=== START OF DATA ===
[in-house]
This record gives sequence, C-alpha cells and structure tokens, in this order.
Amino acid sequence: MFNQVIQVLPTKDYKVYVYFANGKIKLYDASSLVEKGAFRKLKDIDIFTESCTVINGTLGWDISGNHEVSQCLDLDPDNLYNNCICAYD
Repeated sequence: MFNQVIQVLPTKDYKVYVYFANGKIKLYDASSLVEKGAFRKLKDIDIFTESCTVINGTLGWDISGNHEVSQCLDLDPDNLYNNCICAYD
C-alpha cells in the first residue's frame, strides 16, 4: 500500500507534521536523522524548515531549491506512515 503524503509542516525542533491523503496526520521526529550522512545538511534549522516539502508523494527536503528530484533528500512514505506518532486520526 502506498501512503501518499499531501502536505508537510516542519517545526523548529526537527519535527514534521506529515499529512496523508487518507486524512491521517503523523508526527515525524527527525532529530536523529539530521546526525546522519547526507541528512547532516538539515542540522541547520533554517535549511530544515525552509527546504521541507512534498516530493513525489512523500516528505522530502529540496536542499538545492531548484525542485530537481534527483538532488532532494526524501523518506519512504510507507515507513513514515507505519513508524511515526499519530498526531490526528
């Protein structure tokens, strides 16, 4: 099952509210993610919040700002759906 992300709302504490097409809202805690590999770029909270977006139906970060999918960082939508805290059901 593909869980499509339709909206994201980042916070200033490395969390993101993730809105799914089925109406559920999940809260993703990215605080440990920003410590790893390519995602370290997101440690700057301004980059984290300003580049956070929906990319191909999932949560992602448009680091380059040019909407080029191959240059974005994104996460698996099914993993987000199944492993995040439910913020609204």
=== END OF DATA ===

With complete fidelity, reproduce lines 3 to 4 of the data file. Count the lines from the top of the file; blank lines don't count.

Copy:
Amino acid sequence: MFNQVIQVLPTKDYKVYVYFANGKIKLYDASSLVEKGAFRKLKDIDIFTESCTVINGTLGWDISGNHEVSQCLDLDPDNLYNNCICAYD
Repeated sequence: MFNQVIQVLPTKDYKVYVYFANGKIKLYDASSLVEKGAFRKLKDIDIFTESCTVINGTLGWDISGNHEVSQCLDLDPDNLYNNCICAYD